8.2.1.3. Upper class and Middle class parents are more likely to send their children to college than the working class and underclass

8.2.1.4. class is directly related to achievement and to educational attainment

8.2.2. Race

8.2.2.1. individual's race has a direct impact on how much education he or she achieves

8.2.2.2. 5.2 percent of white students drop out of school

8.2.2.3. 9.3 percent of African-American students are likely to drop out of school

8.2.2.4. 17.6 percent of Hispanic-American students are likely to drop out of school

8.2.2.5. is related to educational outcomes is undeniable

8.2.2.6. minorities do not receive the same educational opportunities as whites

8.2.3. Gender

8.2.3.1. individual's gender was directly related to  his or her education attainment

8.2.3.2. females are less likely to drop out of school than males, and are more likely to have a higher reading and writing level

8.2.3.3. males outperform females in mathematics proficiency, and males are more likely than females to score high on the SAT test

8.3. Coleman Study 1982

8.3.1. James Coleman, Thomas Hoffer, and Sally Kilgore published High School Achievement Public, Catholic, Private Schools Compared

8.3.2. found that the average test scores of public school students scored higher than private school students in reading, vocabulary, mathematics, science, civics and writing

8.3.3. debates over the findings were centered on the interpretations attached to the magnitude of findings

8.3.4. study concluded that where an individual goes to school is often related to his or her race and socioeconomic background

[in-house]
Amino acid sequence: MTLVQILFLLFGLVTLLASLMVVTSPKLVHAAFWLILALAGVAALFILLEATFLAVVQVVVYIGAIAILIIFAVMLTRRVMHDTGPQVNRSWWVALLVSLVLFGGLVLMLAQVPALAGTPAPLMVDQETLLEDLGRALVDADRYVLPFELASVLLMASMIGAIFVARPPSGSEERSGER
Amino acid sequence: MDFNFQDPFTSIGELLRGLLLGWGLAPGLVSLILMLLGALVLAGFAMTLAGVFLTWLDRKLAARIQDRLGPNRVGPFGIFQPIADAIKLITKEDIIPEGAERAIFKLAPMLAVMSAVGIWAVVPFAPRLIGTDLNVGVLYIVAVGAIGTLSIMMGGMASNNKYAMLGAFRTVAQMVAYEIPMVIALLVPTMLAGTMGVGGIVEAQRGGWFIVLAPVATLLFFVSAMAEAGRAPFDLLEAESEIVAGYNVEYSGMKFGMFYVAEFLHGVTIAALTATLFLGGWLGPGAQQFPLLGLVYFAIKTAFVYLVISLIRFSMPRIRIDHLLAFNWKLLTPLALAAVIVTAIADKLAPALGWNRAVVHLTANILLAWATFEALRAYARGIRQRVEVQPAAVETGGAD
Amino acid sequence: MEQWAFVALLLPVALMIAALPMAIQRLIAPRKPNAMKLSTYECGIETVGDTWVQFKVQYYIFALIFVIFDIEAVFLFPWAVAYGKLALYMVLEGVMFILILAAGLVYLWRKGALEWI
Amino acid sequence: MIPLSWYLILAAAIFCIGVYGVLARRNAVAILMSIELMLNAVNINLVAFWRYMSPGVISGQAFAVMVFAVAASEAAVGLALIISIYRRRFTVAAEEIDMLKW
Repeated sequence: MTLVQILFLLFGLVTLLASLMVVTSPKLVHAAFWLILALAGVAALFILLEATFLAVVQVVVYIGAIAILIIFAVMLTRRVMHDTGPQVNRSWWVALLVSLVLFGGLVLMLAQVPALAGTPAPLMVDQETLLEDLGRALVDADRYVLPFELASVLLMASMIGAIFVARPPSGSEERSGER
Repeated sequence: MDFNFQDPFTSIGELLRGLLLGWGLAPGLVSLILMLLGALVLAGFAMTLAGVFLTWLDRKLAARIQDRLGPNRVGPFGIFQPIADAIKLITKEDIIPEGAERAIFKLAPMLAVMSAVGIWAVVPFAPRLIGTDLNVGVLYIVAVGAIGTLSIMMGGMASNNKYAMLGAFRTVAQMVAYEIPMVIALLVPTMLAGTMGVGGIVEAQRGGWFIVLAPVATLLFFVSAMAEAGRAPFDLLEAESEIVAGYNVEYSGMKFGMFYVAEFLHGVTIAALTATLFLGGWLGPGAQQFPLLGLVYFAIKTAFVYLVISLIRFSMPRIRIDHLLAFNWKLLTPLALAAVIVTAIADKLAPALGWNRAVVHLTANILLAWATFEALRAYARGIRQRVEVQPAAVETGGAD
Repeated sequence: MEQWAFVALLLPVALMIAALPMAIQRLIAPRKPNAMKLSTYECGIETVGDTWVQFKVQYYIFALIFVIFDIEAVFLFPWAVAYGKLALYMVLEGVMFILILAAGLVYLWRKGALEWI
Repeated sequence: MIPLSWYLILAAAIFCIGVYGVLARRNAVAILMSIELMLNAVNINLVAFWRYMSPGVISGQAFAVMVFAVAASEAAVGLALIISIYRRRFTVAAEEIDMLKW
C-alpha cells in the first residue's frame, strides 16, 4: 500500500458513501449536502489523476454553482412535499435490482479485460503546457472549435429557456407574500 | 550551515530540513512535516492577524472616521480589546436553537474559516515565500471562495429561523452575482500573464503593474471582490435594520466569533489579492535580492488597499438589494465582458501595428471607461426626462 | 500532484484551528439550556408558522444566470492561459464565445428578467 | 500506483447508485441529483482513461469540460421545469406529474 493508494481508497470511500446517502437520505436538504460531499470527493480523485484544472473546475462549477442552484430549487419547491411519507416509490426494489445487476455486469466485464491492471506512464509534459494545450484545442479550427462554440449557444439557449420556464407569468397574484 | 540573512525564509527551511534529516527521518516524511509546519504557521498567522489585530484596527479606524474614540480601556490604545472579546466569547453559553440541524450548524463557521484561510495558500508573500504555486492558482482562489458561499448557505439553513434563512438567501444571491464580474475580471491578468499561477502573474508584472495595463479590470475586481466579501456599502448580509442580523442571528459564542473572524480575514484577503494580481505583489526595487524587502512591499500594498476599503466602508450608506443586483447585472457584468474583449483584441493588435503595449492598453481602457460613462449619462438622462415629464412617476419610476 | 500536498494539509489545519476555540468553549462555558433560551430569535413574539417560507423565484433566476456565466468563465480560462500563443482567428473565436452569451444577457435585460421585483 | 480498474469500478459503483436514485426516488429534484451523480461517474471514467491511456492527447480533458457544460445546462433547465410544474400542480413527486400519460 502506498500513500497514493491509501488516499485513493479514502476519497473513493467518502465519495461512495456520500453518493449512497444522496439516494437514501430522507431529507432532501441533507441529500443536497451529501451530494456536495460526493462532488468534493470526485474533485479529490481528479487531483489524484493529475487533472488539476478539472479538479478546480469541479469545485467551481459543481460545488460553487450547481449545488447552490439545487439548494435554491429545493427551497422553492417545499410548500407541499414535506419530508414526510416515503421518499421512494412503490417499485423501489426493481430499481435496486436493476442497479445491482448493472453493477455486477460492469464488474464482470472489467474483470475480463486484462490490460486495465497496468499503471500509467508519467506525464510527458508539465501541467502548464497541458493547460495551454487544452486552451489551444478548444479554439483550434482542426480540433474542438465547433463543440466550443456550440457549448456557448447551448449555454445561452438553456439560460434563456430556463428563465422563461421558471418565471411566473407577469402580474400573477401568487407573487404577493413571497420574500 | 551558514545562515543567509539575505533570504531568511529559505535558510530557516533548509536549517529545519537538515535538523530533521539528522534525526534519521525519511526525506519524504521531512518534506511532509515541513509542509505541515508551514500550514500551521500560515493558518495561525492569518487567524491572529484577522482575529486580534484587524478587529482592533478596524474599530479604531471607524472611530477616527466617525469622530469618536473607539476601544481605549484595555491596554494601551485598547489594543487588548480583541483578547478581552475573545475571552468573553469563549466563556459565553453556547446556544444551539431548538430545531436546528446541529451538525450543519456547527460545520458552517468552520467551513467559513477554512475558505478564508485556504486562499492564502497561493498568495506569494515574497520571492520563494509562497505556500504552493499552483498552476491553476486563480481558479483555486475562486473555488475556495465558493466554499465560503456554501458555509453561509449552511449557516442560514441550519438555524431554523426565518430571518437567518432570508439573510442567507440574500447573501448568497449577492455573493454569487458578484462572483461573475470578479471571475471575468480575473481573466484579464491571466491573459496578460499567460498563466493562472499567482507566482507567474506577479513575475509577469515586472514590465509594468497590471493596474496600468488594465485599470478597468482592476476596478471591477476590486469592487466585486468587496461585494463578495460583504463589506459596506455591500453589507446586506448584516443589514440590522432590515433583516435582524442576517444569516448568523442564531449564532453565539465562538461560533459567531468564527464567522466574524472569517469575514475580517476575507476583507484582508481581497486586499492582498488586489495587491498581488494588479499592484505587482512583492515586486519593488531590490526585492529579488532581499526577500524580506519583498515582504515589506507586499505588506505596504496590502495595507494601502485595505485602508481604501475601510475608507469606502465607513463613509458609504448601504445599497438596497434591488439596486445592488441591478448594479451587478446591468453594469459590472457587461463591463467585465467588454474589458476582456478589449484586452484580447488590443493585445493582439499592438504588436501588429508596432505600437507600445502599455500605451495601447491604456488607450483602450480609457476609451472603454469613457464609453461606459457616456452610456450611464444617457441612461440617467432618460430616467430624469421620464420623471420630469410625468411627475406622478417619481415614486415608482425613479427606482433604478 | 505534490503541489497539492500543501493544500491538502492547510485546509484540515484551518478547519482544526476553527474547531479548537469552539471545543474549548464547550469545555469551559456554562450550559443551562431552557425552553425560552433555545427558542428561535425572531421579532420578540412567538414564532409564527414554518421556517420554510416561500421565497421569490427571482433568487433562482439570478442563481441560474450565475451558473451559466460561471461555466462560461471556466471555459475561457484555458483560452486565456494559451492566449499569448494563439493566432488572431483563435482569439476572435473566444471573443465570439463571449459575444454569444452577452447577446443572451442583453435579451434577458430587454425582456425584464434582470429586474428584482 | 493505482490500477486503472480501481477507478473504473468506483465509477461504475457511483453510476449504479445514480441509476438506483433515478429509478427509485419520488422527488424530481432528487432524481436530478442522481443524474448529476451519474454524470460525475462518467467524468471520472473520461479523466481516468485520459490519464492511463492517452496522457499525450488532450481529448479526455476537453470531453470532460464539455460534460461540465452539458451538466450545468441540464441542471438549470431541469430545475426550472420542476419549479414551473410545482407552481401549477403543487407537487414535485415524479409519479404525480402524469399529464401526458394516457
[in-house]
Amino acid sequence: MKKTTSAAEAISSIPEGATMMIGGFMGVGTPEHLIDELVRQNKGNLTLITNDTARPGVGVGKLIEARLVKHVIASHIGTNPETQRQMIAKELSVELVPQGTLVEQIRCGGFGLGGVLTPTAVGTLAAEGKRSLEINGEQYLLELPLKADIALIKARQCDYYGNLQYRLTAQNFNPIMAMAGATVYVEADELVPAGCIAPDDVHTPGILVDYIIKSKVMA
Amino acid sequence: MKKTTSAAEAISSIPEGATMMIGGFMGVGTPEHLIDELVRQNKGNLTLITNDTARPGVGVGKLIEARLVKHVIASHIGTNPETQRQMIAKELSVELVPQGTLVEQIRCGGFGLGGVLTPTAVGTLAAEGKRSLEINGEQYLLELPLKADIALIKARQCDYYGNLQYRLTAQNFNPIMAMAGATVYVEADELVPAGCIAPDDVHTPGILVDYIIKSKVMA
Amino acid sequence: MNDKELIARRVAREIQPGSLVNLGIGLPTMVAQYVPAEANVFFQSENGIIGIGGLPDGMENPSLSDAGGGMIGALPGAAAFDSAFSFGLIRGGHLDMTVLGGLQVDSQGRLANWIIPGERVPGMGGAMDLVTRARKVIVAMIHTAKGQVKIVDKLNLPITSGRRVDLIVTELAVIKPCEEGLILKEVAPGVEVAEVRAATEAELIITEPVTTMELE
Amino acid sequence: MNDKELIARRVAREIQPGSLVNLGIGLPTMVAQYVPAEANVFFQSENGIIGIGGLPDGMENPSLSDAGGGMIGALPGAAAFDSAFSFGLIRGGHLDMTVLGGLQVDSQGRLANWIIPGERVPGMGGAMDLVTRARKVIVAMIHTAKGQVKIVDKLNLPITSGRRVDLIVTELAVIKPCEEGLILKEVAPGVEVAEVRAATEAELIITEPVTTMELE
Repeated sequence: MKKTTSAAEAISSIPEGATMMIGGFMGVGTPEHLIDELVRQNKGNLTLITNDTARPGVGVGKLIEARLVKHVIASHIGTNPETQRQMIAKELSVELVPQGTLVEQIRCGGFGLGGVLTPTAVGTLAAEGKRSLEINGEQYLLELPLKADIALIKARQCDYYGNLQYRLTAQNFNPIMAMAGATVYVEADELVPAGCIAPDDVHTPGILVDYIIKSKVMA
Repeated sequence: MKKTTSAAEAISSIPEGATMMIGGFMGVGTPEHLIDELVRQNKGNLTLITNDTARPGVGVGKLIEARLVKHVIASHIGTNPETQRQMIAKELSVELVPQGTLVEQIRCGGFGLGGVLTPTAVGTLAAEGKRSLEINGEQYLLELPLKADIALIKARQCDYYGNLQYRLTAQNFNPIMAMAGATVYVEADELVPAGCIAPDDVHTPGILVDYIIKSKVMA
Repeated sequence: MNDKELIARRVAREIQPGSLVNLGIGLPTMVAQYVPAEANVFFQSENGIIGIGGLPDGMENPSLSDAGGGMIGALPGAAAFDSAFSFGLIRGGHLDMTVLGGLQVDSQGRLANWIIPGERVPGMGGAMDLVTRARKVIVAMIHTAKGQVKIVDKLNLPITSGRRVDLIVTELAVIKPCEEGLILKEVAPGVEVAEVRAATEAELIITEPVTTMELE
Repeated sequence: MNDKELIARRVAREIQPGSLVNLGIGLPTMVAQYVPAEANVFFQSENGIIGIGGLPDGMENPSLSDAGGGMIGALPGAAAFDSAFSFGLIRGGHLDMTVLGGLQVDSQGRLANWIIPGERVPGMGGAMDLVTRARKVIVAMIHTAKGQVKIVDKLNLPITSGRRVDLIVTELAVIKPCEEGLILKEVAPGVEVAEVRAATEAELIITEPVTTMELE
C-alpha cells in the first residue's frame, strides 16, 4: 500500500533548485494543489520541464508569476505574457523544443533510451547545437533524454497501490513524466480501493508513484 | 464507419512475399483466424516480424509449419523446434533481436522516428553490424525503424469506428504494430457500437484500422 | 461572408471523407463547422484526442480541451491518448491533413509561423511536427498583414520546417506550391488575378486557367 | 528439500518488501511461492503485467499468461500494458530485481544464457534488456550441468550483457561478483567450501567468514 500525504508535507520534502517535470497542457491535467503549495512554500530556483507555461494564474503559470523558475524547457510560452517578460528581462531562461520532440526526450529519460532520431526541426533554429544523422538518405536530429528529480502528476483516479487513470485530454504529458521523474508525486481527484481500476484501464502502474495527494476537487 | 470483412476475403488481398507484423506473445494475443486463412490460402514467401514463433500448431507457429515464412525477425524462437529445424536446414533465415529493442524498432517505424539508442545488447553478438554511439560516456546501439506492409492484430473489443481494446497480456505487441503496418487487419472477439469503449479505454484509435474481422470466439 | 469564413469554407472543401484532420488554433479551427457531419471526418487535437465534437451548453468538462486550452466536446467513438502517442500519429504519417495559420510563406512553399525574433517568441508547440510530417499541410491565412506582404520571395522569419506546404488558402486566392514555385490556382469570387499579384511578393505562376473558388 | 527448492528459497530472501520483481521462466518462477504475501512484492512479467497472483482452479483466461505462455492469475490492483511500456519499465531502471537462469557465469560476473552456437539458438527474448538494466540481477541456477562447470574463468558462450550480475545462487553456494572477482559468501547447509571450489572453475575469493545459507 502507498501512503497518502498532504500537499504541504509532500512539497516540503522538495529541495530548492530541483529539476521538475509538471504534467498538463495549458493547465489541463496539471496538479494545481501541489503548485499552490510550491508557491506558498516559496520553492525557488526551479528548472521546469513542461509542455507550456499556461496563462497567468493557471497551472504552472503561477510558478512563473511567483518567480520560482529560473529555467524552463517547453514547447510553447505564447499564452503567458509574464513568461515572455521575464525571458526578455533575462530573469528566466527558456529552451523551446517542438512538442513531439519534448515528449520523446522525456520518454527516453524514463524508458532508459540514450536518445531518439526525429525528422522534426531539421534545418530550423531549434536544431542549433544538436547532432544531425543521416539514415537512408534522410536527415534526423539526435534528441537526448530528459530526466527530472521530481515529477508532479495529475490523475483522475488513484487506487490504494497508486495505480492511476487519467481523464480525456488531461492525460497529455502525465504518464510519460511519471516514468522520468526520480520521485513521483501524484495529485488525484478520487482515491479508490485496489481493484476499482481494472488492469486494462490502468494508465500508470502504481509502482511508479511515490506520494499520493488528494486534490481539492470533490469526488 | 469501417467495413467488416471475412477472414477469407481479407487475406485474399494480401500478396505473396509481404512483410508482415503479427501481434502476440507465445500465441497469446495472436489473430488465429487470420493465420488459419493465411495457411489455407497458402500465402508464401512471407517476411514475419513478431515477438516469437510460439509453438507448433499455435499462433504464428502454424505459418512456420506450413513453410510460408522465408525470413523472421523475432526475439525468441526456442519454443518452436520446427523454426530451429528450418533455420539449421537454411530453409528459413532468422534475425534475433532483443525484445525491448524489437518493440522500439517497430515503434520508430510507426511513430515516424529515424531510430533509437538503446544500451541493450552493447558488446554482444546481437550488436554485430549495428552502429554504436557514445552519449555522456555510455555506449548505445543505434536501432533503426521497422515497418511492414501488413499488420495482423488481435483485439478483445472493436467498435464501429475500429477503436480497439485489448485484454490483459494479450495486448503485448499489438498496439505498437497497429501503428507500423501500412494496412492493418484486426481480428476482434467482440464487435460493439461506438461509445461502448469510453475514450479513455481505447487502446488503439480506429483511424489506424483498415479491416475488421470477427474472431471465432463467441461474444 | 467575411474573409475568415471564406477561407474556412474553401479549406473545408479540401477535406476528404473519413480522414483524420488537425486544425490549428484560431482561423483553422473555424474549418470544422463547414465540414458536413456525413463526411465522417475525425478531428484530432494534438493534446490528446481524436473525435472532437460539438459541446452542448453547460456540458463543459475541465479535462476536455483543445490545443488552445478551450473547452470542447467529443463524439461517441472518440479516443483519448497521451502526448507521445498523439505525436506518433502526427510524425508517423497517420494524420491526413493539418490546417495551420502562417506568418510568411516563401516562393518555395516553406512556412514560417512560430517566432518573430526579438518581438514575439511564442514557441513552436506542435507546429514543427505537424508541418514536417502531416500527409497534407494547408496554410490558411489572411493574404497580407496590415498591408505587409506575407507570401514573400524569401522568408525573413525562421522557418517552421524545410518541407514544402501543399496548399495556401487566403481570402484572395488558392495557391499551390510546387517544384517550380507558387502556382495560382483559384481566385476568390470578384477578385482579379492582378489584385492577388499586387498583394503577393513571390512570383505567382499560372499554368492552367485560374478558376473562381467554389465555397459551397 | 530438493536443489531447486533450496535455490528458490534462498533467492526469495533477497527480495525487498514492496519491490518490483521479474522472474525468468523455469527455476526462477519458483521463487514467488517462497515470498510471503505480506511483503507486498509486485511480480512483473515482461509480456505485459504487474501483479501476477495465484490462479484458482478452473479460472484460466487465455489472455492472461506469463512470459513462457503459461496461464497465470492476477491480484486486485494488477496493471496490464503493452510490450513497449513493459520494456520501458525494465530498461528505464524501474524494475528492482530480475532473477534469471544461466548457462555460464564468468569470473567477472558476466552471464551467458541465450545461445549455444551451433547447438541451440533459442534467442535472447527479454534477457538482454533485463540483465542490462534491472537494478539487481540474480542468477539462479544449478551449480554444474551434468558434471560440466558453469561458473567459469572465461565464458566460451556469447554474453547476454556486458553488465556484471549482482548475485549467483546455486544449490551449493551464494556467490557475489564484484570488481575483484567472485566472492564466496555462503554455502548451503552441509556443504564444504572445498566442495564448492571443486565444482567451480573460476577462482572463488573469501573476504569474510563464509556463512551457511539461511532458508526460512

9. Philosophy of Education

9.1. Chapter 5

9.2. Pragmatism

9.2.1. Generic Notions

9.2.1.1. Ideals were influenced by theory of evolution and by an optimistic belief of the eighteenth-century

9.2.1.2. Thought a better education would lead to a better society

9.2.1.3. Schools would be an embryonic community.

9.2.2. Key Researchers

9.2.2.1. Francis Bacon (1561-1626) was a English philosopher and scientist.

9.2.2.2. John Locke (1632-1704) was a modern realist and a political philosopher.

9.2.2.3. Jean-Jacques Rousseau (1712-1778) was a French philosopher.

9.2.2.4. John Dewey (1859-1952) was a heir to Charles Darwin and a teacher of philosophy.

9.2.3. Goals of Education

9.2.3.1. focus was on social order

9.2.3.2. to enrich minds through laboratory experiments

9.2.3.3. Laboratory research would then implement, challenge and restructure students with the knowledge of how to improve social order.

9.2.3.4. The role of school would be to integrate children into a democratic society.

9.2.4. Role of Teacher

9.2.4.1. The teacher becomes a facilitator in a progressive setting.

9.2.4.2. encourages, offers suggestions, ask questions, and helps plan and implement courses of study

9.2.4.3. writes curriculum from commands of several disciplines to create and implement curriculum

9.2.5. Method of Instruction

9.2.5.1. Students were taught in groups and individually

9.2.5.2. Students would begin by asking questions to stimulate their minds on what they wanted to know.  This is known today as the problem-solving or the inquiry method of instruction.

9.2.5.3. Combined participation of the students and the teacher would write books of study

9.2.5.4. Field trips and projects were used to reinforce learning and were a big part of laboratory school.

9.2.6. Curriculum

9.2.6.1. Existentialists and phemomenologists use curriculum biased toward humanities

9.2.6.2. Art, drama and music are incorporated in to study

9.2.6.3. Literature is used to evoke readers to new levels of awareness.